Fahrenheit Freakout

fahrenheit-thermometer

Fahrenheit, photo by Eric

WILX-Lansing says that temperatures are expected to climb to the upper 60s to near 70 degrees today in Lansing and Jackson where the record high temperature today for both is 69 degrees. According to the forecast from the Weather Underground, Detroit will also flirt with today’s record high of 70 set on November 18, 1953. If you’re curious, you can head over to Wunderground’s history page and enter your city or town.

And of course we are headed for yet another global record high temperature in 2016.

View Eric’s photo bigger and see more in his Belle Isle slideshow.

More Michigan weather on Michigan in Pictures.

 

 

Warren Dunes, Michigan’s Most Popular State Park

Warren Dunes State Park Sawyer Michigan

Warren Dunes State Park, Sawyer Michigan, photo by Charles Edward Miller

Beautiful scene earlier in November at Warren Dunes State Park in southwest Michigan, just north of the state line. The History of Sawyer from HarborCountry.org explains:

Edward K. Warren, of Three Oaks, was a pioneering conservationist. Long before he acquired his enormous wealth, Warren bought 300 acres of woodland in an effort to preserve a forest primeval. Wildlife abounds around the trails, which meander through Warren Woods that remains undisturbed and a natural treasure. Not surprisingly, Warren Woods can be found Warren Woods Road between Three Oaks and Lakeside. Warren Dunes State Park is a 1500-acre preserve located on Red Arrow Highway between Sawyer and Bridgman. Warren bought this land at the turn of the century again with conservation as his goal. Although most in the area saw the land as worthless, Warren wanted to preserve the majestic dunes that soar to more than 240 feet. The Park has a pristine two-mile beach as well as wildflowers and mature forests. Over a million people visit Warren Dunes annually [the state’s most popular park].

View Charles’s photo background bigtacular and see more in his massive Warren Dunes State Park Sawyer Michigan slideshow.

More about Warren Dunes and more dunes on Michigan in Pictures.

Sunny skies at Pine Bend

Pine Bend Natural Area

Winding River, photo by paisleyrainboots

Sarah took this last week at Pine Bend County Park and says that it was a beautiful day despite the 30 degree temperatures.

View her photo bigger and follow her on Instagram. You can also tune into her blog.

…and through the woods

A Late November Morning

A Late November Morning, photo by jiafanxu

Safe travels to you and your guests this Thanksgiving holiday!

View jiafanxu’s photo bigger and see more in their A Late November Morning slideshow.

Armistice Day Blizzards, yesterday & today

Super Storm on Superior

Super Storm on Superior, photo by Cory Genovese

74 years ago today on November 11, 1940, Michigan got blasted by one of the most severe November storms on record, the Armistice Day Blizzard. The Michigan Historical Marker in Ludington regarding the Armistice Day Blizzard says:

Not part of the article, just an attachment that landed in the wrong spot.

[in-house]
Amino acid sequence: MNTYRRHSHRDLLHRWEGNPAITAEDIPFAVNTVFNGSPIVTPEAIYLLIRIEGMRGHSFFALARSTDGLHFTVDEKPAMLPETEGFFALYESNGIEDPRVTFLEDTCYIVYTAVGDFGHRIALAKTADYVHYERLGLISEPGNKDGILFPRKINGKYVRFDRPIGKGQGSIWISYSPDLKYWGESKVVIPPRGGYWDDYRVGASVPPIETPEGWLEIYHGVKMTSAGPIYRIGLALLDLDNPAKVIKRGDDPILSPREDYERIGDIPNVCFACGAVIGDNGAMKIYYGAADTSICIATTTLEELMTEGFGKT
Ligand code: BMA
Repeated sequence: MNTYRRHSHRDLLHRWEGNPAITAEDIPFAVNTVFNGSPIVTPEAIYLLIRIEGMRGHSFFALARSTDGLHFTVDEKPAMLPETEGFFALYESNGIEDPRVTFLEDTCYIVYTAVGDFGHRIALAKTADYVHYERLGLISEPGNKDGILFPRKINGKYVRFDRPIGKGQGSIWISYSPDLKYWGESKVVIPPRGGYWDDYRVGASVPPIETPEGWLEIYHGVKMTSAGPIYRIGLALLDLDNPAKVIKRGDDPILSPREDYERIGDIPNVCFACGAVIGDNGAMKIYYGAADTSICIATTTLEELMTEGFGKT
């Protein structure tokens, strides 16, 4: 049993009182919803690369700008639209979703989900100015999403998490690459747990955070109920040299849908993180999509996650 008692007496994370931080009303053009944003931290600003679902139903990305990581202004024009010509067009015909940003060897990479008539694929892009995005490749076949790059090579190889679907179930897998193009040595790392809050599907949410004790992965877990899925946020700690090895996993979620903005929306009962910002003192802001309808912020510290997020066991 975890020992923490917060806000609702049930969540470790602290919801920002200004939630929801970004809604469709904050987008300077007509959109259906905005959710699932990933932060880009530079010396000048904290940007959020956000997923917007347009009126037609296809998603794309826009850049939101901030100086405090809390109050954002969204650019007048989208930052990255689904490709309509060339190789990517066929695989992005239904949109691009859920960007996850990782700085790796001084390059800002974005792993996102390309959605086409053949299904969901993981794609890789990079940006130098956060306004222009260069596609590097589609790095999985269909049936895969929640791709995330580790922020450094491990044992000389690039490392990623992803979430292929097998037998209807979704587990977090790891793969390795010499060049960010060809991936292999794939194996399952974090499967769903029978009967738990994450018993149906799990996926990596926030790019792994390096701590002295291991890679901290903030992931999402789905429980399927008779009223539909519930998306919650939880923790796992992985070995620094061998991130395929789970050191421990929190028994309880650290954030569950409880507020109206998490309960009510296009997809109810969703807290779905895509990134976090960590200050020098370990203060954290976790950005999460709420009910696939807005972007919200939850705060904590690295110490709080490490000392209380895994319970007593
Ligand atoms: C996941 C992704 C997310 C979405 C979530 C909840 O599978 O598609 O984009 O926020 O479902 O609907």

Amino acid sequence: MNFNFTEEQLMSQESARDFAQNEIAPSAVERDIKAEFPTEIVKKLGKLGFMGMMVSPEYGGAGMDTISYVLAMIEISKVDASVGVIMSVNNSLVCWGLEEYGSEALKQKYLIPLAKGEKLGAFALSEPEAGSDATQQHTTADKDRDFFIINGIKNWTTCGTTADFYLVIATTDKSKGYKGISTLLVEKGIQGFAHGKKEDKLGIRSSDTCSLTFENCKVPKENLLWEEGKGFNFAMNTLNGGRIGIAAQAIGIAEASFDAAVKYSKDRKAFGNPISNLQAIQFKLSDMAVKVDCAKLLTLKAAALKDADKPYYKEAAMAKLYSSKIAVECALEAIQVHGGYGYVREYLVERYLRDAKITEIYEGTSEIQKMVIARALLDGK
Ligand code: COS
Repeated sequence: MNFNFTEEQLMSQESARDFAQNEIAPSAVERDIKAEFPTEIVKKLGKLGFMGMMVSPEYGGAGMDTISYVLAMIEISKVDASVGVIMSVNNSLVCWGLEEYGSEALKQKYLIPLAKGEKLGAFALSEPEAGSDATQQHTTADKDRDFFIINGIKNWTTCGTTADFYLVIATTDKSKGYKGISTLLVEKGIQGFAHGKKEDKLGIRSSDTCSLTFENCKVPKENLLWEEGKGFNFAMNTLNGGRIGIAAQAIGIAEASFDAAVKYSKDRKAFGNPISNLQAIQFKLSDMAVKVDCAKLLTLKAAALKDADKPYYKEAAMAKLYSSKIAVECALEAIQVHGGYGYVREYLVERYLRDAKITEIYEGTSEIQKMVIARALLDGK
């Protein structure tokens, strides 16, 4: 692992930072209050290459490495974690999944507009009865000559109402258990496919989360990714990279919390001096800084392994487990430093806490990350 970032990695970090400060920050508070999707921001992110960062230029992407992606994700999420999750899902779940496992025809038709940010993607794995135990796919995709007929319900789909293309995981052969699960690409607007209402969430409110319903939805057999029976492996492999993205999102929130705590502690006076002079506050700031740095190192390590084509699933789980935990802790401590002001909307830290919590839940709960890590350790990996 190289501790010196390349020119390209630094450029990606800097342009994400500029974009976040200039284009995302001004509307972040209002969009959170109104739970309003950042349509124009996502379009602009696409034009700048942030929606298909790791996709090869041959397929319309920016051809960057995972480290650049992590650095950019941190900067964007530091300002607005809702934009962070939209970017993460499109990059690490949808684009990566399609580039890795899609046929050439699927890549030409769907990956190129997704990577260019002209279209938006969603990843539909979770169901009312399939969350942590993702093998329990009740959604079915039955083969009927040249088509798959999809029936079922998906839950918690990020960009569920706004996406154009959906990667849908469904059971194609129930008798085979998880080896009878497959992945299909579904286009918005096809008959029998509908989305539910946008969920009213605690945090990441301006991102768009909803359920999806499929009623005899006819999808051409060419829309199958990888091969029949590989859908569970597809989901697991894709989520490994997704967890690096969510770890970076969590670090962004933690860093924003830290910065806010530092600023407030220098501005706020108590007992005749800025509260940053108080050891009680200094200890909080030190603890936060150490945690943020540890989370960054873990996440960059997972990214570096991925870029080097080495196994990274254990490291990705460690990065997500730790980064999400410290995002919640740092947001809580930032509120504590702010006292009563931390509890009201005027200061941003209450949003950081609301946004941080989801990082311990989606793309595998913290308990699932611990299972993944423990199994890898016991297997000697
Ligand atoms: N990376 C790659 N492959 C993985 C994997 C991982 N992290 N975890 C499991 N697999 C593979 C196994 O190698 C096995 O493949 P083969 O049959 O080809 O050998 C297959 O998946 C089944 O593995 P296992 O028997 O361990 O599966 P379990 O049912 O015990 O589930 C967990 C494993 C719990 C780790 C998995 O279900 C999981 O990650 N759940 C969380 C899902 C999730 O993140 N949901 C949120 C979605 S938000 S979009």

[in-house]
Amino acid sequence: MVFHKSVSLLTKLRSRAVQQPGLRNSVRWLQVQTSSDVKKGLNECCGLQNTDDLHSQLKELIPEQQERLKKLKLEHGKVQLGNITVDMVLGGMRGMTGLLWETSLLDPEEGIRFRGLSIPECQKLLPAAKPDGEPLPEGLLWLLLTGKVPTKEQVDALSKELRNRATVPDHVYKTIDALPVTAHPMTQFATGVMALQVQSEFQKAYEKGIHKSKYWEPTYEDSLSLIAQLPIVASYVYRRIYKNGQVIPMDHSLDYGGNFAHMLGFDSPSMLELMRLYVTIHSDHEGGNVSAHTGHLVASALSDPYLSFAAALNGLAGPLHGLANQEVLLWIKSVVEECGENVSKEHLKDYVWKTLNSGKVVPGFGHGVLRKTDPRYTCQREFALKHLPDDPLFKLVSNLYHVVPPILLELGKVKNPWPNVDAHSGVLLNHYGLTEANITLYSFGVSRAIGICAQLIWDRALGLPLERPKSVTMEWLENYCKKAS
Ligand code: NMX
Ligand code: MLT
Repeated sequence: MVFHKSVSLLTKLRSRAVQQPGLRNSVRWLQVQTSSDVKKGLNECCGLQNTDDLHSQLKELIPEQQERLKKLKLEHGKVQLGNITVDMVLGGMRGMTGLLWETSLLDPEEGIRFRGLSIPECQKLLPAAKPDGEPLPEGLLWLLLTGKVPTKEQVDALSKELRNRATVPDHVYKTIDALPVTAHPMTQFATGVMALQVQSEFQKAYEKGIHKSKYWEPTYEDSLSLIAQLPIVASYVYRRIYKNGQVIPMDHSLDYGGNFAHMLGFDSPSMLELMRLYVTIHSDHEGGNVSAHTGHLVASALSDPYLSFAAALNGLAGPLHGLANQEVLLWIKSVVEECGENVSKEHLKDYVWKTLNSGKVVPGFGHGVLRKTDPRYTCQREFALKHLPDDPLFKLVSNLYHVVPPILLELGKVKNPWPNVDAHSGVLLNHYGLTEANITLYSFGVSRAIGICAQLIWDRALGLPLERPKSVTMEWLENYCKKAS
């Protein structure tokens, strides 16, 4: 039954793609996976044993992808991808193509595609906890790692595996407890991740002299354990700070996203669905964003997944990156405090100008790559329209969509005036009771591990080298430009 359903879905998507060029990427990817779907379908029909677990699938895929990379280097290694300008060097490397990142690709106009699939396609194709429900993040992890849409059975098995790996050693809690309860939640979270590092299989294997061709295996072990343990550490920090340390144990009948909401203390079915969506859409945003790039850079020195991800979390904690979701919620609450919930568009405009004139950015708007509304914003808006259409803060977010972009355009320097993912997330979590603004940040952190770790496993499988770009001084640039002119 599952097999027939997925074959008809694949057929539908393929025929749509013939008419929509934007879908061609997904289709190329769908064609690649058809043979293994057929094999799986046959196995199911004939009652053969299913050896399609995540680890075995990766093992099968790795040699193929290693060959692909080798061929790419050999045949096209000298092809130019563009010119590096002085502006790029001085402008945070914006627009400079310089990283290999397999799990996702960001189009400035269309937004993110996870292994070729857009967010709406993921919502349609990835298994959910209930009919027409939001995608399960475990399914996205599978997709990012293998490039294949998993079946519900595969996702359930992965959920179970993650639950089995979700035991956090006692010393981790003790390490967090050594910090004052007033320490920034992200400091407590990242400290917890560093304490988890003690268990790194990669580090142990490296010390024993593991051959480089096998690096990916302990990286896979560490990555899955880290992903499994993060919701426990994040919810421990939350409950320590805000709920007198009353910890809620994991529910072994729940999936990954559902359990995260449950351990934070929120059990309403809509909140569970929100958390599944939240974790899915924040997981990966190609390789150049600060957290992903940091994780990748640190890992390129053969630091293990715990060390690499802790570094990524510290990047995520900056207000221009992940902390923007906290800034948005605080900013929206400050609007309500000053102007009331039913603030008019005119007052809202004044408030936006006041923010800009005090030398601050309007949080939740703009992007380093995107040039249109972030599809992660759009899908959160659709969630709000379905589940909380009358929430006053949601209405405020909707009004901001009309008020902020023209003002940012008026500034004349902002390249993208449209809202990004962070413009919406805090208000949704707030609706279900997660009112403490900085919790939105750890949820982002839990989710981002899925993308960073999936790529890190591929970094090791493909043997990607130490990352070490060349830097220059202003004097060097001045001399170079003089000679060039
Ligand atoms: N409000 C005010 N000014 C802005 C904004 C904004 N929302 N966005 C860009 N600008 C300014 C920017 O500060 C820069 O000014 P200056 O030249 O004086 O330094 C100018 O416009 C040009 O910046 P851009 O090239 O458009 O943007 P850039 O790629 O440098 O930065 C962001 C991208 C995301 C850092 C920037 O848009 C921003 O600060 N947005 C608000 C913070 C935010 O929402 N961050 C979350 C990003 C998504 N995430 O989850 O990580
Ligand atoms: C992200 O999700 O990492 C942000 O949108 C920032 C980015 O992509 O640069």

On November 11, 1940, a severe storm swept the Great Lakes area. As it crossed Lake Michigan, ships and seamen fought to reach safety away from its blinding winds and towering seas. Between Big and Little Points Sable the freighters William B. Davock and Anna C. Minch foundered with the loss of all hands. The crew of the Novadoc, driven aground south of Pentwater, battled icy winds and water for two days before being rescued by local fishermen. At Ludington the car-ferry City of Flint 32 was driven ashore, her holds flooded to prevent further damage. Elsewhere lives were lost and ships damaged in one of Lake Michigan’s greatest storms.

Also see the entry on the Armistice Day Blizzard at carferries.com. Wikipedia’s entry for the Armistice Day Blizzard adds that 66 people lost their lives on Lake Michigan on three freighters, the SS Anna C. Minch, the SS Novadoc, and the SS William B. Davock, as well as two smaller boats that sank and (at least) another 4 perished on land. There was one positive outcome though:

Prior to this event, all of the weather forecasts for the region originated in Chicago. After the failure to provide an accurate forecast for this blizzard, forecasting responsibilities were expanded to include 24-hour coverage and more forecasting offices were created, yielding more accurate local forecasts.

While it’s nothing like what happened in 1940, the Upper Peninsula is currently under a winter storm warning and looking at 8-16″ of snow today as an early season blizzard barrels through.

Cory took this shot on Lake Superior during the most severe late fall storm in recent times, Superstorm Sandy. View it bigger and see a lot more in his U.P. Winter ’12 & ’13 Gallery on his PhotoYoop page at Facebook.

More wild Michigan weather on Michigan in Pictures!